Important SEO News: Google Evolves The Nofollow Attribute

When nofollow attribute was first presented back in 2005, the spam-commenting-game was finally turned on its head. The final blow from Google came when the nofollow attribute got on their list of recommended methods that help Google recognize sponsored or advertising related links.
Over the years, nofollow was constantly evolving, but a couple of days ago, there’s been another Google algorithm update. This update includes two brand new link attributes that will further improve Googles' understanding of the nature of links.

The New Link Attributes

Here are the brand new link attributes:

rel="sponsored"

With the sponsored attribute, you label any links on your website that are sponsored, paid advertisements, or part of compensation agreement.

rel="ugc"

UGC is short for User Generated Content that is used to describe any form of content such as videos, discussion on forum posts, comments, audio files or digital images that are created by the brands' consumers. The UGC attribute is placed only in links that are part of User Generated Content, such as comments and forum posts.

And while we are at it:

rel="nofollow"

This old attribute is used in situations where you don’t want a certain link on your website that links to another page to transfer link power. You don’t want Google to think that the link is any type of endorsement. With that said, you can rest assured that you’re not passing any ranking credit (read: Link Juice) to another page.

Screenshot_1

What does this mean?

Google has repeatedly stated that they don’t take nofollow links as any kind of signal within their search algorithms, other than their main nofollow function. This has been highly debated among the SEO community. However, the debate has come to an end. Nofollow, sponsored and UGC, are now the three link attributes that Google definitely takes into consideration for including or excluding results in Search.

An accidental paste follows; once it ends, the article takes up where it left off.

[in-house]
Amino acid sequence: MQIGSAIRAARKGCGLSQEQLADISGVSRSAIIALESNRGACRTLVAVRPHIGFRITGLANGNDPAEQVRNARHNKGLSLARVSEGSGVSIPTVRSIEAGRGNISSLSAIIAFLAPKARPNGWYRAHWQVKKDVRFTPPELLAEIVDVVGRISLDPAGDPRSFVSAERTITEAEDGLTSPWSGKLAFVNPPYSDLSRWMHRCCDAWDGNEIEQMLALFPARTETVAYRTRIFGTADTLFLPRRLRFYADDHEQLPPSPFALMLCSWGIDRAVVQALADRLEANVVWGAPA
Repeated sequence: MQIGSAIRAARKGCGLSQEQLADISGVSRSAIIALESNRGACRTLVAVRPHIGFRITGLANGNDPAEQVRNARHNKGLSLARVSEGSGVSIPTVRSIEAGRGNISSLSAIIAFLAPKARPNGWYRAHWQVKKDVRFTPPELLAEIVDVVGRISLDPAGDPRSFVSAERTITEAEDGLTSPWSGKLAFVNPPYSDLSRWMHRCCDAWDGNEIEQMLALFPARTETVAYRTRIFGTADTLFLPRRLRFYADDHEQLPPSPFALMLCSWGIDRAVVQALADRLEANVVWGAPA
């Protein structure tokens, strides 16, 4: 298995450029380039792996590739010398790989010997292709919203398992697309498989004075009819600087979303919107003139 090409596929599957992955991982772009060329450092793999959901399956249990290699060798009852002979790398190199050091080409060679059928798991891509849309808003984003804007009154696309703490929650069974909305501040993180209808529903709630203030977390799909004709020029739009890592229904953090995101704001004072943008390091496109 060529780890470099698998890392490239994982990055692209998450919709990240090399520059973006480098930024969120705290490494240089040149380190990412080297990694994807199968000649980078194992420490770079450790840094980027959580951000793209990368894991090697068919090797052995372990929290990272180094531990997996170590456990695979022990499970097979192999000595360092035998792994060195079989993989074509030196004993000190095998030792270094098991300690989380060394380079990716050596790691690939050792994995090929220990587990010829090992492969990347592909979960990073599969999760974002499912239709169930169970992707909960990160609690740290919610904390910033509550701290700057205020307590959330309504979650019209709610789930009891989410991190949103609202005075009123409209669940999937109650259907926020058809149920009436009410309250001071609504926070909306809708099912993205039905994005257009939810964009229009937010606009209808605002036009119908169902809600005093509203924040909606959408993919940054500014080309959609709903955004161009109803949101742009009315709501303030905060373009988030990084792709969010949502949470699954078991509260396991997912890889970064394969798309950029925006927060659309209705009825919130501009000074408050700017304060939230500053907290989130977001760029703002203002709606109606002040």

Why don’t they just ignore links, like always?

Different kinds of links that from now on must be labeled, will give Googles’ algorithm more data fuel to boost its improvements, especially for Search. Not only will Big G more easily understand the meaning of the words within links, but also identify any unnatural linking patterns.

Should I change the nofollow links on my website?

No need. If your page uses the nofollow attribution for blocking sponsored links, or to imply that you don’t endorse a certain page you link to, that would still work. Google said there’s no need to change existing nofollow links.

Can I insert more than one attribution to a link?

Definitely. Let’s say you have some link that came from User Generated Content AND is also sponsored. In that case, it's valid to place rel=”ugc sponsored” as an attribute.
Also, you can combine nofollow with the new attributes - rel=”nofollow ugc” or rel=”nofollow sponsored”

Should I add the new attributes to sponsored links?

If you don’t want Google to suspect a possible link scheme you must add a rel=“sponsored” or rel=“nofollow” in order to label these links. There’s not much difference for Google which one you use.

To Wrap Up

This is an enormous shift to a Hint Model that Google now implements. They finally admitted that this information is of great value for them and they’ll never again ignore it.

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